The subject of systemic inferiority extends to the air humans breathe. As the consequences of climate change became increasingly evident in the United States, it also became apparent that they are disproportionately affecting minority populations, a manner of what author Rob Nixon refers to as “slow violence”.  Minorities are three times more likely to die  from pollutant effects than in wealthier white communities. One study found that race was the most critical factor in determining where toxic waste facilities were sited in the United States, as 70% of the hazardous sites were located in low-income communities of color. 


 Up north of Louisiana, on the banks of the Mississippi, lives Robert Taylor, a lifetime resident of “Plantation Country,” once home to thousands of enslaved Africans who were forced to work in the slave trade. Taylor’s parents were employed at a local sugar refinery, which decades ago was the town’s economic income. Chemicals, the new source of income, now pours from smokestacks where sugar canes previously flourished. The primarily black community’s health deteriorated when the petrochemical industry moved in. Because of the greater cancer risk in this region, it has earned the unwanted name of “Cancer Alley“. It is an 85-mile stretch of black smogging death pits suffocating each brightly-colored home on the street. Residents of the region are 50 times more likely than the typical American to be diagnosed with cancer. Similar scenarios have occurred in places around the United States, where minority communities have been subjected to higher pollution levels than their white counterparts. This includes the advent of “black snow,” or a heavy layer of soot caused by sugar burning that pollutes the region of  Pahokee, Florida, or over a billion tons of toxic coal ash poured into the Emory River Channel in Kingston, Tennessee, inflicting countless cancerous deaths among employees who cleaned up the disaster. “These areas have for so many years just been ignored and thought of as the place where bad things like the polluting facilities go,” Says Kerry Ard, associate professor of environmental sociology at Ohio State University, “African American communities just become like the dumping zones.”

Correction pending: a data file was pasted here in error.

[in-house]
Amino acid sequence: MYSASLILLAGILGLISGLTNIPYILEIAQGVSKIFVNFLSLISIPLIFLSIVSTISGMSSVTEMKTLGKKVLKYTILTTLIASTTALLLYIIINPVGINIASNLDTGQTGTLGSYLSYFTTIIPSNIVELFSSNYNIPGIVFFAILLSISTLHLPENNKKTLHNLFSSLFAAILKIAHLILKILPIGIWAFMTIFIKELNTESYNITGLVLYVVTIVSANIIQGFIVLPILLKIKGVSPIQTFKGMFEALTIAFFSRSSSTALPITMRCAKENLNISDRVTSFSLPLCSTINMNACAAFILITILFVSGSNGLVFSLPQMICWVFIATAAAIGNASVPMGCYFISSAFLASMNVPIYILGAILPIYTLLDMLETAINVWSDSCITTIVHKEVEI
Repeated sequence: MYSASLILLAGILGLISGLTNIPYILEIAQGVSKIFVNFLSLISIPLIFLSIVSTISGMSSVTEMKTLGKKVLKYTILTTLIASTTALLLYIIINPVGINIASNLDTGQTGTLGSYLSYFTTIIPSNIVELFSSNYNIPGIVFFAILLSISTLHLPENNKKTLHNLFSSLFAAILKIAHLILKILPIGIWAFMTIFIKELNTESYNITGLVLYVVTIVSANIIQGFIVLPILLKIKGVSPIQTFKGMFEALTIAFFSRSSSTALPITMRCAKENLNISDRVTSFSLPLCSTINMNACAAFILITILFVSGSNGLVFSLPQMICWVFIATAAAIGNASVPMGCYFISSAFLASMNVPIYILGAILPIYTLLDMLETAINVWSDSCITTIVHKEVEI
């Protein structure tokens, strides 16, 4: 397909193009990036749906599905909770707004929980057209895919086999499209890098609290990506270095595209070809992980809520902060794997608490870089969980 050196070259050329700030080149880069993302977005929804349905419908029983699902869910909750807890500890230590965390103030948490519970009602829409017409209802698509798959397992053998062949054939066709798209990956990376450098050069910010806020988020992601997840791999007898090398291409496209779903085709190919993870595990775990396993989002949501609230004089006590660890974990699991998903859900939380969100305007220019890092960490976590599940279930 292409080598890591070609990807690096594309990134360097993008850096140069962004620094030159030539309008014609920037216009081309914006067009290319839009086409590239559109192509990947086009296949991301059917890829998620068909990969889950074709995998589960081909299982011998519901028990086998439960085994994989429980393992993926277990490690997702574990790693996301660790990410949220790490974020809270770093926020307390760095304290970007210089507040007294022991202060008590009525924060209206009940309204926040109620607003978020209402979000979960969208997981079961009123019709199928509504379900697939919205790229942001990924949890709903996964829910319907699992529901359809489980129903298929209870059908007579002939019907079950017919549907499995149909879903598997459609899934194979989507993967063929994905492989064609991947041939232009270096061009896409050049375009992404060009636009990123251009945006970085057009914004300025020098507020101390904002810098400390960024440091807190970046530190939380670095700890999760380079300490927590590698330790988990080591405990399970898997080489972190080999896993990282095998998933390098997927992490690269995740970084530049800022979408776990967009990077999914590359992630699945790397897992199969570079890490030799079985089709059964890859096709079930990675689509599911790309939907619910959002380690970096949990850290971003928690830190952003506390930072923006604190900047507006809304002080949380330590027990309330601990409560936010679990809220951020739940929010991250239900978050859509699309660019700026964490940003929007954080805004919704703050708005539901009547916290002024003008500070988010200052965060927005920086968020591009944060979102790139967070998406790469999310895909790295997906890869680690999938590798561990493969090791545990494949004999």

Environmental racism is the key reason people of color living in low-income communities are more vulnerable to hazardous health, unethical quality of life, and death. In 2019, the proportion of people of color living in poverty was 1.8 times higher than the general population, and Hispanics were 1.5 times more likely to live in poverty than the overall population. This is nothing new. Historically, impoverished minority communities have been located in areas with lower property values, where factories and other industrial businesses are built at a cheaper cost. Since the 1930s, streets where people of color resided have been labeled “dangerous,” indicating potential sites for toxic waste facilities.